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Contract Employees Await Regularization Against Hope

โ€ฆ๐’‚๐’” ๐’•๐’‰๐’† ๐‘ฎ๐’๐’—๐’†๐’“๐’๐’Ž๐’†๐’๐’• ๐’”๐’†๐’•๐’” ๐’•๐’‰๐’† ๐’”๐’•๐’‚๐’ˆ๐’†, ๐’•๐’†๐’‚๐’„๐’‰๐’†๐’“๐’” ๐’‚๐’๐’… ๐’๐’†๐’„๐’•๐’–๐’“๐’†๐’“๐’” ๐’—๐’๐’Š๐’„๐’† ๐’๐’‘๐’•๐’Š๐’Ž๐’Š๐’”๐’Ž ๐’‚๐’๐’… ๐’„๐’๐’๐’„๐’†๐’“๐’๐’” ๐’‡๐’๐’“ ๐’‹๐’๐’ƒ ๐’”๐’†๐’„๐’–๐’“๐’Š๐’•๐’š ๐’‚๐’๐’… ๐’‡๐’‚๐’Š๐’“ ๐’•๐’“๐’†๐’‚๐’•๐’Ž๐’†๐’๐’•

Krishna Kumar Sanyasi

On the first day in office, the Prime Minister convened a meeting with the Cabinet Ministers. Four Executive Orders and ten directives to various ministries were issued for expedited implementation. One of the executive orders was on the establishment of a committee to study the regularization of contract employees, with the study report to be submitted to the Government within a period of one month.

Following the executive order, those directly impacted by the contract system have expressed optimism. While some view this move as a step towards addressing long-standing grievances and ensuring fair treatment for contract workers, others see it as an opportunity to secure job stability and pursue long-term careers.According to a lecturer from the Royal University of Bhutan, “As a lecturer at the Royal University of Bhutan, I firmly believe that regularizing contract employees is crucial for long-term job stability, enhanced experience, and improved performance. The pressure of uncertain future prospects can lead to mental distress and hamper work efficiency. By ensuring all employees are specialized in their respective fields through regularization, we can boost motivation and drive exceptional outcomes in alignment with our country’s economy.”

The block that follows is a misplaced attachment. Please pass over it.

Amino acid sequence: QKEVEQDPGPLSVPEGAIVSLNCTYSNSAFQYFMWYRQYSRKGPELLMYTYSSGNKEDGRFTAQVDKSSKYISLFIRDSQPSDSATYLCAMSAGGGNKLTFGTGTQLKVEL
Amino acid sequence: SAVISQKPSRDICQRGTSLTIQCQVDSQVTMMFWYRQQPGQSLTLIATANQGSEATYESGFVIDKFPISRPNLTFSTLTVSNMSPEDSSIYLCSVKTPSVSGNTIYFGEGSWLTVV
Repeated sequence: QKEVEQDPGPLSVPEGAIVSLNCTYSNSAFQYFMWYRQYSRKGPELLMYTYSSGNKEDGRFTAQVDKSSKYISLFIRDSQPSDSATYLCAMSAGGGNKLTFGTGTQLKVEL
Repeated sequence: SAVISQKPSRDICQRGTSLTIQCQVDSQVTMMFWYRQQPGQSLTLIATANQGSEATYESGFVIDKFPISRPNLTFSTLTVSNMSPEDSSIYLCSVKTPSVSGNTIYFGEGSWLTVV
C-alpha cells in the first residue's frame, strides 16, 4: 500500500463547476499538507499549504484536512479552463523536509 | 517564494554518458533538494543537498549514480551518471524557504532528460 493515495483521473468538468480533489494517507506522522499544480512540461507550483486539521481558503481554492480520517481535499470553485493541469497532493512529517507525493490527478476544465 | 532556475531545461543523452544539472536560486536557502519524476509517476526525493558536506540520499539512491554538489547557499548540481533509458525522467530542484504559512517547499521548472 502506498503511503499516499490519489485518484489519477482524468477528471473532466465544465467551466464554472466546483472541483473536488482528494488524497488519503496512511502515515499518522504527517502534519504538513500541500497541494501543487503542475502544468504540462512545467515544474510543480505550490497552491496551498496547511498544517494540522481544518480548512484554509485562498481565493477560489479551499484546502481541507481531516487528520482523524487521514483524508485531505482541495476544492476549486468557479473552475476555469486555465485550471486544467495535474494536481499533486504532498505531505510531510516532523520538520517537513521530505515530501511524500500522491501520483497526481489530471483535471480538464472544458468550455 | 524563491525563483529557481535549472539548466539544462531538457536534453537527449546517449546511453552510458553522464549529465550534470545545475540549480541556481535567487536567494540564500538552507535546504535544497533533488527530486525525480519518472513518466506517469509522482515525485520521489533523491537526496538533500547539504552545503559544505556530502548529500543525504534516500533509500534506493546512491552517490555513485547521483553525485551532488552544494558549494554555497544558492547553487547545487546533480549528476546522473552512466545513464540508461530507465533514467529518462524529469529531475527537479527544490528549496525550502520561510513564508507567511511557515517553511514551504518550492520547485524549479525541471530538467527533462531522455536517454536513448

According to a teacher from Sarpang, โ€œI believe it is important to acknowledge that the possibility of regularization is minimal, as the final decision rests with the Royal Civil Service Commission (RCSC), an autonomous body. However, regularization would unquestionably enhance our job satisfaction. When priorities and opportunities are equally distributed, the workplace becomes more vibrant and conducive for productivity. The lack of certain privileges such as benefits, smooth loan processing, Daily Subsistence Allowance (DSA), and promotions adds a layer of challenge to our professional journey, reminiscent of a narrative often found in journalistic stories.”

A contract teacher from Wangdue Phodrang expressed his elation upon hearing the news of the regularisation of contract employees. He described the feeling of receiving this news as a surge of positive energy, bringing hope and stability to what he considers a noble profession. The teacher emphasized the importance of regularising contract employees in order to restore the value and longevity of the teaching profession. He noted that the current contract system has led to a sense of impermanence and insecurity, with contracts lasting only a short period of time. With the promise of regularisation, the teacher sees a brighter future not only for himself but for the education system as a whole. He believes that a well-planned approach by the Royal Civil Service Commission (RCSC) is crucial, especially considering the shortage of teachers in Bhutan. For individuals like him, the prospect of a regular job not only provides a sense of stability but also the opportunity to contribute to the development of the nation. The teacher expressed gratitude for the government’s commitment to addressing the issue of contract employment and looks forward to a more secure and sustainable future for himself and his colleagues.